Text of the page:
There's no doubt our ancient and enduring relationship with good boys and girls has made dogs special in many ways. Dogs have influenced our evolution too - our bond is written in our genes.
But some of their best traits may have already existed in their wild ancestors - like their ability to form deep, enduring, and emotionally dependent attachments to us humans.
"Dogs seek protection from their owners in threat or they are calmer in new situations when their owner is present, but they show signs of stress in their absence," said ethologist Rita Lenkei.
"We were wondering whether intensively socialised adult wolves show at least some features of the attachment behaviour towards their handlers."
The scientific criteria for this type of attachment includes: preference for one individual over another; feeling secure enough to explore when the preferred individual is present; signs of stress when they leave; attempts to re-establish contact; and intense greeting behaviour on reunion.
Sure enough, grey wolves displayed these behaviours in tests just like the dogs did. When their handlers left them in an unfamiliar place, they whined, panted, and licked their lips - signs of stress. They pulled their leash towards the direction of their handler's hiding place - seeking contact.
"However, when the stranger disappeared these behaviours were barely present," explained ethologist Tamás Faragó.
The wolves also explored the new area when their handler was there, showing they feel more secure when their human is present.
The experiment also clarifies the nature of the relationship between canines and humans. As the handler in the study was not the original person who raised the wolf pup, the researchers concluded this bond forms at a later age than a bond that would suggest a mother-child type relationship.
"These results raise the possibility that the attachment towards humans in dogs might have originated from the social bond between the members of the wolf pack, that has a very similar social structure to human families, in which companion dogs live today," the ethologists explain in their paper.
"We must keep in mind that though during our test they showed similar behaviour, we are talking about separate species, and the dog is not just a tame wolf, while the wolf will never become a pet," cautioned Lenkei, pointing out that intensive socialisation of their wolf subjects was required for them to form these behaviours towards humans.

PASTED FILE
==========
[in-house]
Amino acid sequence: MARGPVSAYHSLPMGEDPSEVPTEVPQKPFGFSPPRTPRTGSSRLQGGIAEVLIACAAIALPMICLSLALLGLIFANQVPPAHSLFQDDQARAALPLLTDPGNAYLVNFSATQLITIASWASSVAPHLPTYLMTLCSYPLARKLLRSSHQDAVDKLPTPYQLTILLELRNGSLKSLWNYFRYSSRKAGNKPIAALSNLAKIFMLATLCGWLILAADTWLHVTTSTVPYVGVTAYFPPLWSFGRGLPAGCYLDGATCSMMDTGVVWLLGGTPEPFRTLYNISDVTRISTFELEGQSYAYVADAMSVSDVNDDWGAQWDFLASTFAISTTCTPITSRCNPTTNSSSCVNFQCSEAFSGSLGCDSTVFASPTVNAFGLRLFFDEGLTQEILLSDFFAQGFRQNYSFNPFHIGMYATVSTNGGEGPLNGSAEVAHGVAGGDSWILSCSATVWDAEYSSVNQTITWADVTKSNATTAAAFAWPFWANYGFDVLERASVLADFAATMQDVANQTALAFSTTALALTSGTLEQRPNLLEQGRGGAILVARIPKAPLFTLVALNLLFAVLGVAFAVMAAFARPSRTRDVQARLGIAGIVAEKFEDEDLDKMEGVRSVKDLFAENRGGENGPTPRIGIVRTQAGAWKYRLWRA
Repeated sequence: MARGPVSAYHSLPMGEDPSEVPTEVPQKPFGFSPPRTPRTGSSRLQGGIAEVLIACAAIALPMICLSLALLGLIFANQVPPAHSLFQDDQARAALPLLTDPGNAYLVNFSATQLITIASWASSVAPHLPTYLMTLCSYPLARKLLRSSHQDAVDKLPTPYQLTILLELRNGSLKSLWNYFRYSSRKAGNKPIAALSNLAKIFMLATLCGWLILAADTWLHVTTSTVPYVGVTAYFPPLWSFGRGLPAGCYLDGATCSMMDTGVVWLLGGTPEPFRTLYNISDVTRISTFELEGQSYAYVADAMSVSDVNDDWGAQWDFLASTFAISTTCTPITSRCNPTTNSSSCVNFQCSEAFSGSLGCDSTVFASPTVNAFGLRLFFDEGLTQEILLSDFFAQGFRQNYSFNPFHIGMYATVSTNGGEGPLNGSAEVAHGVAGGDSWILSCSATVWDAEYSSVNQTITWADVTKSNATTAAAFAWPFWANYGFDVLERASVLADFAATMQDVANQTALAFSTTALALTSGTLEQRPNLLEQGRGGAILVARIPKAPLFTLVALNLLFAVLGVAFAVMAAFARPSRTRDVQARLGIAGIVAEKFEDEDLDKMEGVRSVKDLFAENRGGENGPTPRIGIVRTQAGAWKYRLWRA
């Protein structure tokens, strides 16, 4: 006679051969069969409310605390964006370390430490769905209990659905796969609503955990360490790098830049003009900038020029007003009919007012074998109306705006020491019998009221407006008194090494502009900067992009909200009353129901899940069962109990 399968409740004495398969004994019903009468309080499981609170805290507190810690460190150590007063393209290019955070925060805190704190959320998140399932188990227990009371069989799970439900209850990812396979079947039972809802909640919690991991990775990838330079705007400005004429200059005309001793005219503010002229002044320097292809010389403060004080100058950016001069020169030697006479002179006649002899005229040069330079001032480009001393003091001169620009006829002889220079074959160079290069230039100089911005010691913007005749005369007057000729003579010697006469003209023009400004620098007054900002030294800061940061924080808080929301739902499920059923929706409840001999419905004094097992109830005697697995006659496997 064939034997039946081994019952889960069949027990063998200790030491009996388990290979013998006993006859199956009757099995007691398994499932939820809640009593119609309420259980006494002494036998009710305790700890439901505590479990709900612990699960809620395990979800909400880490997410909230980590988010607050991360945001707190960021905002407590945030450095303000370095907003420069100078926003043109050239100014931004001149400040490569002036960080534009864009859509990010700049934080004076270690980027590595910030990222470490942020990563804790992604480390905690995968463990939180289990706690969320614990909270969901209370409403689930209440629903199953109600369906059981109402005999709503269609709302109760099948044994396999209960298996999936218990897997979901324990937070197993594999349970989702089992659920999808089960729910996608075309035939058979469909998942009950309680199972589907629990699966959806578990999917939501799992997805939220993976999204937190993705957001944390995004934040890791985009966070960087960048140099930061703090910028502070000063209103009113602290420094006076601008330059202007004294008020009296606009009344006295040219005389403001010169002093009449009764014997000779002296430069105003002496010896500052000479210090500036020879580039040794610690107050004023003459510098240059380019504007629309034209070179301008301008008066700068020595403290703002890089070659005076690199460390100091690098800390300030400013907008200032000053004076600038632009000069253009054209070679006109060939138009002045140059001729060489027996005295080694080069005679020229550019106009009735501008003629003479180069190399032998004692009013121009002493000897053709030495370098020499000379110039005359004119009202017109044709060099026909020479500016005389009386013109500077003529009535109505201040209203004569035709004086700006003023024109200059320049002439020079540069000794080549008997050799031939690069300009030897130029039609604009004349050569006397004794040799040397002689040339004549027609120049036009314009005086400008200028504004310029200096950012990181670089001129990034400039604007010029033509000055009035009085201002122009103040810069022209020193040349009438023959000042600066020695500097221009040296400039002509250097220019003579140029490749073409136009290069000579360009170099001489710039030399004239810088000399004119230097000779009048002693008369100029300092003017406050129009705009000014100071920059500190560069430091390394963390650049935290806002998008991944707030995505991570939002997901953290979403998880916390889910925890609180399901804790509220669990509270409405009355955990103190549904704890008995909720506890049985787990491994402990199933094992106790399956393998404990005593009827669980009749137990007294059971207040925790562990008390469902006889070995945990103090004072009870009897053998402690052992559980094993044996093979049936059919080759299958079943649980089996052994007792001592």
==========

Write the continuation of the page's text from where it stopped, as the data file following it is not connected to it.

Exactly when we started changing the common ancestor of wolves and dogs is still a bit of a puzzling mess, but genetic analysis shows the two species could have diverged as far back as 40,000 years ago.
During this time, dogs further developed this ability to bond with humans at any age, and during the new experiment they showed more attraction towards all the humans involved than the wolves did.
"Changes during domestication are quantitative, rather than qualitative," the team wrote, meaning the strength of the ability changes rather than its presence or absence.
This study adds weight to slowly growing evidence that dogs and humans aren't the only animals showing cross-species attachments. It's also present in primates, and a recent study showed similar relationship traits are displayed by cats, including separation distress and contact seeking.
Nonetheless, it is a scantily researched area. While many of us would attest that all sorts of animals in our care do form mutual bonds with us – including zookeepers and their charges – many animals that share a long history with humans, such as horses, have not had the separation stress aspect of their attachment investigated.
However, other behavioural components of attachment to humans, like feeling more secure in the presence of their carers, has been suggested.
Of course, lack of research on other species does not mean they can't form such bonds. The ability to care for other individuals within the same species runs deep in our mammalian heritage, after all. It would be fascinating to see how many animals can extend this to other species.
This research was published in Scientific Reports.